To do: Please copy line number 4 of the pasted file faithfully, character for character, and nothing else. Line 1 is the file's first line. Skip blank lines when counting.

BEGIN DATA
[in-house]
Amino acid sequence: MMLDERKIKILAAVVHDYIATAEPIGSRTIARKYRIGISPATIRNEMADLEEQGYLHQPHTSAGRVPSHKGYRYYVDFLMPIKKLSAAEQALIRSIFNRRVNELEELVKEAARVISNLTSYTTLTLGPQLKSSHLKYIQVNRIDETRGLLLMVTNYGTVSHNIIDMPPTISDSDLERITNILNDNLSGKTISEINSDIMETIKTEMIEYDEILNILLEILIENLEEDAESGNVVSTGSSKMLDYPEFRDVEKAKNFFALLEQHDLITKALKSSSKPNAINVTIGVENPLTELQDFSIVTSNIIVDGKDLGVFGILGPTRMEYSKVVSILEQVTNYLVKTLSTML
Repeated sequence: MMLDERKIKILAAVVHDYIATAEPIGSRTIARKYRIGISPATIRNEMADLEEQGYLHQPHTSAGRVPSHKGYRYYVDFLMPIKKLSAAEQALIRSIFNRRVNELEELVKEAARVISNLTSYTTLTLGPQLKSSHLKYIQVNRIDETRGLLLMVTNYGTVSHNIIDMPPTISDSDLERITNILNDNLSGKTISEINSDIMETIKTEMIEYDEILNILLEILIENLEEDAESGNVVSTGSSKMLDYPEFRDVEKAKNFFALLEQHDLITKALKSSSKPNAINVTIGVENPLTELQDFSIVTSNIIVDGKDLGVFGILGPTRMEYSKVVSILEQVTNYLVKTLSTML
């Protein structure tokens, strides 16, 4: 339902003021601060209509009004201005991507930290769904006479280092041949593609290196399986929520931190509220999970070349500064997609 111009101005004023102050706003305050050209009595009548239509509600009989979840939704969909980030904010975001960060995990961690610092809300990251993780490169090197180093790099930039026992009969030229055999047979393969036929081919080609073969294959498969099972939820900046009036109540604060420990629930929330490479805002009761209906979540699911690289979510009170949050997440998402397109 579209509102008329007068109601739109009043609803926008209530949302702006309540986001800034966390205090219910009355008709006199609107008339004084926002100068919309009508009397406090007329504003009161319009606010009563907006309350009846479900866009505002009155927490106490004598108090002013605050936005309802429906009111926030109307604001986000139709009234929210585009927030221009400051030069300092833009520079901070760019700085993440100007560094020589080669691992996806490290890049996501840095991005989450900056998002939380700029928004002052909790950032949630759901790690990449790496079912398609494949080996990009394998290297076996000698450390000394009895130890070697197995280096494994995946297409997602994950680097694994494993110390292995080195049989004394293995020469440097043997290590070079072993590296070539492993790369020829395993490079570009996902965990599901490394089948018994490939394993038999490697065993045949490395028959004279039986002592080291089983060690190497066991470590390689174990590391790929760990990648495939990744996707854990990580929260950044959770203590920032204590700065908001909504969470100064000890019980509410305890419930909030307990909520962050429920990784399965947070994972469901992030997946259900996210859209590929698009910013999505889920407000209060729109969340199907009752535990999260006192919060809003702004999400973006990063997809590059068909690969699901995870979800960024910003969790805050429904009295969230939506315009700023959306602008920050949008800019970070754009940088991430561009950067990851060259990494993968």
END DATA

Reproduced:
């Protein structure tokens, strides 16, 4: 339902003021601060209509009004201005991507930290769904006479280092041949593609290196399986929520931190509220999970070349500064997609 111009101005004023102050706003305050050209009595009548239509509600009989979840939704969909980030904010975001960060995990961690610092809300990251993780490169090197180093790099930039026992009969030229055999047979393969036929081919080609073969294959498969099972939820900046009036109540604060420990629930929330490479805002009761209906979540699911690289979510009170949050997440998402397109 579209509102008329007068109601739109009043609803926008209530949302702006309540986001800034966390205090219910009355008709006199609107008339004084926002100068919309009508009397406090007329504003009161319009606010009563907006309350009846479900866009505002009155927490106490004598108090002013605050936005309802429906009111926030109307604001986000139709009234929210585009927030221009400051030069300092833009520079901070760019700085993440100007560094020589080669691992996806490290890049996501840095991005989450900056998002939380700029928004002052909790950032949630759901790690990449790496079912398609494949080996990009394998290297076996000698450390000394009895130890070697197995280096494994995946297409997602994950680097694994494993110390292995080195049989004394293995020469440097043997290590070079072993590296070539492993790369020829395993490079570009996902965990599901490394089948018994490939394993038999490697065993045949490395028959004279039986002592080291089983060690190497066991470590390689174990590391790929760990990648495939990744996707854990990580929260950044959770203590920032204590700065908001909504969470100064000890019980509410305890419930909030307990909520962050429920990784399965947070994972469901992030997946259900996210859209590929698009910013999505889920407000209060729109969340199907009752535990999260006192919060809003702004999400973006990063997809590059068909690969699901995870979800960024910003969790805050429904009295969230939506315009700023959306602008920050949008800019970070754009940088991430561009950067990851060259990494993968």